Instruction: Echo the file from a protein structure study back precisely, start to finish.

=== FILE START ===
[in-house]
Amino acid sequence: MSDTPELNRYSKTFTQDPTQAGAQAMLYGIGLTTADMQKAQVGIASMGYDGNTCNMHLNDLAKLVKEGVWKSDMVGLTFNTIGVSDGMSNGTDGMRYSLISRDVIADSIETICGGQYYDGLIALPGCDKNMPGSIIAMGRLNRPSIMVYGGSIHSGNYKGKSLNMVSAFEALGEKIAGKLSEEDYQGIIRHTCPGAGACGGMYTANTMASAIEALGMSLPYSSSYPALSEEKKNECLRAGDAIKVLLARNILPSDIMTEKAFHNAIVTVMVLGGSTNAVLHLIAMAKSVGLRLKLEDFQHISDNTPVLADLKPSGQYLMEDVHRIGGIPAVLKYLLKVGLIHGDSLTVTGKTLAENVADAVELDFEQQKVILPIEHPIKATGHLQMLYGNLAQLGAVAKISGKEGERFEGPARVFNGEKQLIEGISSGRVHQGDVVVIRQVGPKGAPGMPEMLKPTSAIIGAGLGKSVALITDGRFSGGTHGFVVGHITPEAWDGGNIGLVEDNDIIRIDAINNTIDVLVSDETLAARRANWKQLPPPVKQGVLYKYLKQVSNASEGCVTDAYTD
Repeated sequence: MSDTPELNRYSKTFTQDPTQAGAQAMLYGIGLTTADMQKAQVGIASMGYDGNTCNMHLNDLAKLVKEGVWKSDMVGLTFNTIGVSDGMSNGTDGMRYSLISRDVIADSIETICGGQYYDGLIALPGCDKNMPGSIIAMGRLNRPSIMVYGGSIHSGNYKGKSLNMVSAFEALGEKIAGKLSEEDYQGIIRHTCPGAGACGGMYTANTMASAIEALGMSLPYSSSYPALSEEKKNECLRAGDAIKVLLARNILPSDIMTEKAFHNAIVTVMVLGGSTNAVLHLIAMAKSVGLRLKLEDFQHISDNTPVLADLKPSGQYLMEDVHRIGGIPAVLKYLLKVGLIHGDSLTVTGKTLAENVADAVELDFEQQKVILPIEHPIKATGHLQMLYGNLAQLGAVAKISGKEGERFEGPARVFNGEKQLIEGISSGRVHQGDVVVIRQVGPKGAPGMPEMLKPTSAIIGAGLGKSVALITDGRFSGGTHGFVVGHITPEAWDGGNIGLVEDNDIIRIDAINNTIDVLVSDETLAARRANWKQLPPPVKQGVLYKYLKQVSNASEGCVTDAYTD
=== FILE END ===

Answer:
[in-house]
Amino acid sequence: MSDTPELNRYSKTFTQDPTQAGAQAMLYGIGLTTADMQKAQVGIASMGYDGNTCNMHLNDLAKLVKEGVWKSDMVGLTFNTIGVSDGMSNGTDGMRYSLISRDVIADSIETICGGQYYDGLIALPGCDKNMPGSIIAMGRLNRPSIMVYGGSIHSGNYKGKSLNMVSAFEALGEKIAGKLSEEDYQGIIRHTCPGAGACGGMYTANTMASAIEALGMSLPYSSSYPALSEEKKNECLRAGDAIKVLLARNILPSDIMTEKAFHNAIVTVMVLGGSTNAVLHLIAMAKSVGLRLKLEDFQHISDNTPVLADLKPSGQYLMEDVHRIGGIPAVLKYLLKVGLIHGDSLTVTGKTLAENVADAVELDFEQQKVILPIEHPIKATGHLQMLYGNLAQLGAVAKISGKEGERFEGPARVFNGEKQLIEGISSGRVHQGDVVVIRQVGPKGAPGMPEMLKPTSAIIGAGLGKSVALITDGRFSGGTHGFVVGHITPEAWDGGNIGLVEDNDIIRIDAINNTIDVLVSDETLAARRANWKQLPPPVKQGVLYKYLKQVSNASEGCVTDAYTD
Repeated sequence: MSDTPELNRYSKTFTQDPTQAGAQAMLYGIGLTTADMQKAQVGIASMGYDGNTCNMHLNDLAKLVKEGVWKSDMVGLTFNTIGVSDGMSNGTDGMRYSLISRDVIADSIETICGGQYYDGLIALPGCDKNMPGSIIAMGRLNRPSIMVYGGSIHSGNYKGKSLNMVSAFEALGEKIAGKLSEEDYQGIIRHTCPGAGACGGMYTANTMASAIEALGMSLPYSSSYPALSEEKKNECLRAGDAIKVLLARNILPSDIMTEKAFHNAIVTVMVLGGSTNAVLHLIAMAKSVGLRLKLEDFQHISDNTPVLADLKPSGQYLMEDVHRIGGIPAVLKYLLKVGLIHGDSLTVTGKTLAENVADAVELDFEQQKVILPIEHPIKATGHLQMLYGNLAQLGAVAKISGKEGERFEGPARVFNGEKQLIEGISSGRVHQGDVVVIRQVGPKGAPGMPEMLKPTSAIIGAGLGKSVALITDGRFSGGTHGFVVGHITPEAWDGGNIGLVEDNDIIRIDAINNTIDVLVSDETLAARRANWKQLPPPVKQGVLYKYLKQVSNASEGCVTDAYTD